'Libyan Lockerbie' remains a mystery

TRIPOLI // The families of the 157 passengers and crew who died aboard a Libyan Airlines flight, which reportedly crashed with a fighter jet over Tripoli airport 20 years ago, never believed it was an accident.

"Every single one of us was convinced from the beginning that this was not an accident. If we had been under any other leader, perhaps we would have believed it," said Sharif Noha, 39, who lost his father.

His doubts stem from the fact that Libya was ruled at the time by dictator Muammar Qaddafi, who eventually admitted his country was behind the 1988 bombing of Pan Am Flight 103 which killed 243 passengers and 16 crew.

The world has paid much attention to the Lockerbie bombing, which also killed 11 people on the ground in the Scottish town, but few know that another tragedy shook Libya almost four years later.

Many in Libya believe Flight LN1103 was downed on December 22, 1992 on the orders of the Qaddafi regime in a bid to win international sympathy in the face of Western sanctions and to deflect attention from the Lockerbie anniversary.

For 20 years they grieved in silence and alone.

But the suspicion that the "accident" was manufactured persisted, feeding on details such as the similar dates and flight numbers, and the knowledge that the crew of the MiG allegedly involved in the crash both survived.

"It was reported as a mid-air collision but it was all orchestrated. The MiG never crashed into it," said Felicity Prazak, who remains determined to get to the bottom of how her British husband died 20 years ago.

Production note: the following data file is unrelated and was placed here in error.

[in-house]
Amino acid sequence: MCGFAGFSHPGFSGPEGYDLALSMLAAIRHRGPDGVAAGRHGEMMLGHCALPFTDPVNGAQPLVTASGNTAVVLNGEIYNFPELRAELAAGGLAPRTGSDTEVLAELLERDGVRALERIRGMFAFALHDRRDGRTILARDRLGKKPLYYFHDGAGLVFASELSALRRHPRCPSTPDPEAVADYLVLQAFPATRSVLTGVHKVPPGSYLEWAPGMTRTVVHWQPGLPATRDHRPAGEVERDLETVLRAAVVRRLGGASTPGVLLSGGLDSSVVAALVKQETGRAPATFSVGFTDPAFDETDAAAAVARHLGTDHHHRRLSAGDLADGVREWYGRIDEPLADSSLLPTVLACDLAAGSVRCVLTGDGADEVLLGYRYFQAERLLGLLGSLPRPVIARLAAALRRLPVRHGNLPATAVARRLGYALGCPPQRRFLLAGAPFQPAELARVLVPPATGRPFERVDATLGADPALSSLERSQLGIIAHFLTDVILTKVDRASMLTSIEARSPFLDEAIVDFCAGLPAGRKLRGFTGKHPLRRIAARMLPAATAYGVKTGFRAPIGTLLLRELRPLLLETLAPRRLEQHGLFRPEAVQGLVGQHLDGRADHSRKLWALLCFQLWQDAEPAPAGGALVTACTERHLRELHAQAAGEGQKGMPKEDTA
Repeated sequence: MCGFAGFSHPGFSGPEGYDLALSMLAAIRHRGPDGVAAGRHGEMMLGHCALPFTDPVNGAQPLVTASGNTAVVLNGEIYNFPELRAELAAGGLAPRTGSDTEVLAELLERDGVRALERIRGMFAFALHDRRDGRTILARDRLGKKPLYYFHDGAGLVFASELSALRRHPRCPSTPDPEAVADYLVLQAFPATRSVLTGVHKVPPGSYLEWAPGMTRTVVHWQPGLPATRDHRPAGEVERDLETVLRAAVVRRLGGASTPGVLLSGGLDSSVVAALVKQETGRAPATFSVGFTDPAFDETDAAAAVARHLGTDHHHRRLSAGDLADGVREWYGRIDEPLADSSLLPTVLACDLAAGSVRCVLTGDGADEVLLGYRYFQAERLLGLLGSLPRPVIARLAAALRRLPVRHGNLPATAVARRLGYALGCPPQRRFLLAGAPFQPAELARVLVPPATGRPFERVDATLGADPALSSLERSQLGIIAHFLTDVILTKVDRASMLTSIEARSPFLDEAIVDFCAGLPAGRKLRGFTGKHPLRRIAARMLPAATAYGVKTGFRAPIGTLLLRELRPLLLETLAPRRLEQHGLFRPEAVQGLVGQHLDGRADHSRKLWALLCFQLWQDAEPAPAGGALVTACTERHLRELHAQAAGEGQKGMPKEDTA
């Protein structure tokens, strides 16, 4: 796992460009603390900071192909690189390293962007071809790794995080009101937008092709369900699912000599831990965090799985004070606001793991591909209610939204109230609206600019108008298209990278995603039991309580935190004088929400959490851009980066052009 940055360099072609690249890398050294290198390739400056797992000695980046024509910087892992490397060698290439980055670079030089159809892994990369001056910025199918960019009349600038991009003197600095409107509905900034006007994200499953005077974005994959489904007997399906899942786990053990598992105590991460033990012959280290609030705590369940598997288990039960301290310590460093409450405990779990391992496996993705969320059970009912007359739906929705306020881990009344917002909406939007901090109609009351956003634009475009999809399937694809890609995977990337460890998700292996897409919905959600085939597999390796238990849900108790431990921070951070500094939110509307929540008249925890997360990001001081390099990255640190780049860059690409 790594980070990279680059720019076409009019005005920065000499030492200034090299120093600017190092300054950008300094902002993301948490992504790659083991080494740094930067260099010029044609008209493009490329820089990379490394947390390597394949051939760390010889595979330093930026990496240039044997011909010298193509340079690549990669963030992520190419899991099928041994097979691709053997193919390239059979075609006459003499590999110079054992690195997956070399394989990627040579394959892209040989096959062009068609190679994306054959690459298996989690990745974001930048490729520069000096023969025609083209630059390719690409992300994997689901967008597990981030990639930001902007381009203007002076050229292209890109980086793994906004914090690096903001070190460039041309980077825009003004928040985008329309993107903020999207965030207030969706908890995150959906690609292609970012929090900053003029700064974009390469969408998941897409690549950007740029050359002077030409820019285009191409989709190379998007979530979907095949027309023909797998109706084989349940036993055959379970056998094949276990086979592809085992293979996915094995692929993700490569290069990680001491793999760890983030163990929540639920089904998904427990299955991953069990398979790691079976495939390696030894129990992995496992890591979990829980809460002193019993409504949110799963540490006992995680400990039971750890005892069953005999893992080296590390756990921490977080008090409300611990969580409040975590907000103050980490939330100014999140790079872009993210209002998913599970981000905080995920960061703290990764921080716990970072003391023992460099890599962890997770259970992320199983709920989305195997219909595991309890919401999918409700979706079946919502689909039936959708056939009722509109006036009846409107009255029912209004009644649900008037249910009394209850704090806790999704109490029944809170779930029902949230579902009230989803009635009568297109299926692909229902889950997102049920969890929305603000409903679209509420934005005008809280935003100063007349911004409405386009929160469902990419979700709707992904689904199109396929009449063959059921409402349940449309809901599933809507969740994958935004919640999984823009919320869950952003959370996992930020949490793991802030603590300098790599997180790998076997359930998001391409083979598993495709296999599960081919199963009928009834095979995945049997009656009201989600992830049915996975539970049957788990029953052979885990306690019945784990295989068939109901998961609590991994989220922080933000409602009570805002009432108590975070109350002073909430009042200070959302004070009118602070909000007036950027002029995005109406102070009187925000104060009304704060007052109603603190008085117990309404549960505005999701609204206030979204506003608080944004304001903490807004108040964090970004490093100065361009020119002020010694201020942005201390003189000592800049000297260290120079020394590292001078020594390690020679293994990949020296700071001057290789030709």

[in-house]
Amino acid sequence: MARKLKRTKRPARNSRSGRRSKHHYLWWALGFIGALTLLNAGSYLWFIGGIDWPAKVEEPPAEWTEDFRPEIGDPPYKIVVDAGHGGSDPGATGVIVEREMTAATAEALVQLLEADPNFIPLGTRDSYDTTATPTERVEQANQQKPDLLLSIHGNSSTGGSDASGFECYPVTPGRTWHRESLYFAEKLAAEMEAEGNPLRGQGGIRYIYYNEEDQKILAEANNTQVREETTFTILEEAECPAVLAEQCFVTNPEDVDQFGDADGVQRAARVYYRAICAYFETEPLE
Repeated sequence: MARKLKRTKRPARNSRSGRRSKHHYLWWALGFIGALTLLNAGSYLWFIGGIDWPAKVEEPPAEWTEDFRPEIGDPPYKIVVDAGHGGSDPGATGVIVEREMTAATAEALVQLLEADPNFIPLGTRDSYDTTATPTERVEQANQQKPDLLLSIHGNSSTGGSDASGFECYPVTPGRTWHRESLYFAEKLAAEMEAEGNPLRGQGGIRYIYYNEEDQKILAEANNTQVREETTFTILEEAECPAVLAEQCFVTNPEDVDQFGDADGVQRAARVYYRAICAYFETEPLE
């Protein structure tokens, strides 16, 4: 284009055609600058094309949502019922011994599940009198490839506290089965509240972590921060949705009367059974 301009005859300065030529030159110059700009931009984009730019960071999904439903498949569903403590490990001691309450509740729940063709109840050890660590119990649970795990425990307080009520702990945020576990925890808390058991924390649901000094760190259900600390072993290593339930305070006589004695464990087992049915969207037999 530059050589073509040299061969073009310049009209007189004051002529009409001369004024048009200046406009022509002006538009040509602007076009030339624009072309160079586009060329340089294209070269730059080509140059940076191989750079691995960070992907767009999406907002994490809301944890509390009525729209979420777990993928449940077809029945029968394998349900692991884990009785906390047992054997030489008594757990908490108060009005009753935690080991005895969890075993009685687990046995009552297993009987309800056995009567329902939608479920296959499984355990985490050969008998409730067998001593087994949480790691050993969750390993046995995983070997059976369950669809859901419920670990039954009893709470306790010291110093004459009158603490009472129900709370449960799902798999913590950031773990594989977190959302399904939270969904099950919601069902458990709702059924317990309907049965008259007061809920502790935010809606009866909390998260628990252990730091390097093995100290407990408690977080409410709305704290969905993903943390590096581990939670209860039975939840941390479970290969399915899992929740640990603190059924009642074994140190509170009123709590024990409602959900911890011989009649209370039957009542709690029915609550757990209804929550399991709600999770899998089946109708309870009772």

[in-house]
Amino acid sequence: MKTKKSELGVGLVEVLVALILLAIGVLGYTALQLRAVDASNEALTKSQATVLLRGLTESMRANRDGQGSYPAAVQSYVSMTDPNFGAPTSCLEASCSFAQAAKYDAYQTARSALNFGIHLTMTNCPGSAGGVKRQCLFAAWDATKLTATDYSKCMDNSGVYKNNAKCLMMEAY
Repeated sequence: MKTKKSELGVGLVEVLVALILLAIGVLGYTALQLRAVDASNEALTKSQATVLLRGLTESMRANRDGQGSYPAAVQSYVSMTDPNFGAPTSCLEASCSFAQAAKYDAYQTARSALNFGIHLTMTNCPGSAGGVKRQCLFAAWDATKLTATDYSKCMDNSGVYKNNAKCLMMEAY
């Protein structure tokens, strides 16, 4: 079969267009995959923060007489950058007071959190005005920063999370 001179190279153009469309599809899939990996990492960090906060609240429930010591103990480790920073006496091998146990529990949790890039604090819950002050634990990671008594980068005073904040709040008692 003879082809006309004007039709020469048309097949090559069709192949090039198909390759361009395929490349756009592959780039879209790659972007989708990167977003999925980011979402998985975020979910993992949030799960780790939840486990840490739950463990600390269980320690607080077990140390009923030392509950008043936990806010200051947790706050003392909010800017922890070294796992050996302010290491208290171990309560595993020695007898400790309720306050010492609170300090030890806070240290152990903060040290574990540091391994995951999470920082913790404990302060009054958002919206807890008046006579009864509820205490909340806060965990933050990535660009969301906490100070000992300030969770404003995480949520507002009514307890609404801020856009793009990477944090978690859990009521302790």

"This is Libya's unknown atrocity," she said.

One theory is that the Boeing 727 was packed with explosives. Another is that it was shot down by a warplane as it prepared to land because the explosives failed to detonate over the Mediterranean as planned.

The 2011 revolution that toppled the Qaddafi regime has opened an unprecedented opportunity for the families of the passengers to meet, compare notes, collect evidence and perhaps finally achieve closure.

The new authorities tell them there is a real commitment to establish the truth, to punish anybody who was involved and to provide compensation for the families.

"We now have a chance to know the full truth of who was behind this crime," said Mohammed Megaryef, the president of the Libyan national assembly, during a remembrance ceremony held on Saturday.

One of the few people to have at least a partial picture of what happened that day is surviving MiG pilot Abdel Majid Tiyyari. He insisted in an interview that he took the fall for a crime he did not commit.

The former air force major said: "I was accused of violating my altitude and climbing to the altitude of the Boeing 727, causing the collision and the death of 157 passengers. But in fact I was flying according to procedure."

Mr Tiyyari insisted he only saw the "detached tail" of the Boeing a split second before a shudder hit his aircraft from below, sending it into a nose spin, which he and his colleague barely survived by ejecting.

He says he spent 42 months in prison for a "collision that never happened".

Mr Tiyyari is convinced that a professional analysis of the flight records would show conclusively that the evidence was tampered with and reveal discrepancies in the reported altitudes of the two aircraft.

He is keen to squash rumours that he shot down the Boeing, stressing that the MiG model which he was flying with a colleague in training was not equipped with a missile carrier or gunsight.

"The key to finding out what happened to the Boeing is determining what caused the separation of the tail unit."

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